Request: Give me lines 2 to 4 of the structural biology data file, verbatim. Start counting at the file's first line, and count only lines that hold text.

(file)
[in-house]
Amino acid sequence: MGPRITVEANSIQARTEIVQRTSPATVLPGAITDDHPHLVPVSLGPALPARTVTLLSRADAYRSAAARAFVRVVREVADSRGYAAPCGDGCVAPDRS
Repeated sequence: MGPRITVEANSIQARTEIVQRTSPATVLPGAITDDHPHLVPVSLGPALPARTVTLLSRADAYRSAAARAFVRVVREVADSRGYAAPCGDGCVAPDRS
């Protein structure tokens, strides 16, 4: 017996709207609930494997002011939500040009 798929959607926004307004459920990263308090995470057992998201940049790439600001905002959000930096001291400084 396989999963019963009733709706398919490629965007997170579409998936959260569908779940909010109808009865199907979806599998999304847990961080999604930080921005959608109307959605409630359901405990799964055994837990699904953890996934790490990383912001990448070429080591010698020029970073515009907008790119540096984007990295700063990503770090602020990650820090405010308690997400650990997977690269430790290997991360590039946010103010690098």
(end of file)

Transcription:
Amino acid sequence: MGPRITVEANSIQARTEIVQRTSPATVLPGAITDDHPHLVPVSLGPALPARTVTLLSRADAYRSAAARAFVRVVREVADSRGYAAPCGDGCVAPDRS
Repeated sequence: MGPRITVEANSIQARTEIVQRTSPATVLPGAITDDHPHLVPVSLGPALPARTVTLLSRADAYRSAAARAFVRVVREVADSRGYAAPCGDGCVAPDRS
């Protein structure tokens, strides 16, 4: 017996709207609930494997002011939500040009 798929959607926004307004459920990263308090995470057992998201940049790439600001905002959000930096001291400084 396989999963019963009733709706398919490629965007997170579409998936959260569908779940909010109808009865199907979806599998999304847990961080999604930080921005959608109307959605409630359901405990799964055994837990699904953890996934790490990383912001990448070429080591010698020029970073515009907008790119540096984007990295700063990503770090602020990650820090405010308690997400650990997977690269430790290997991360590039946010103010690098």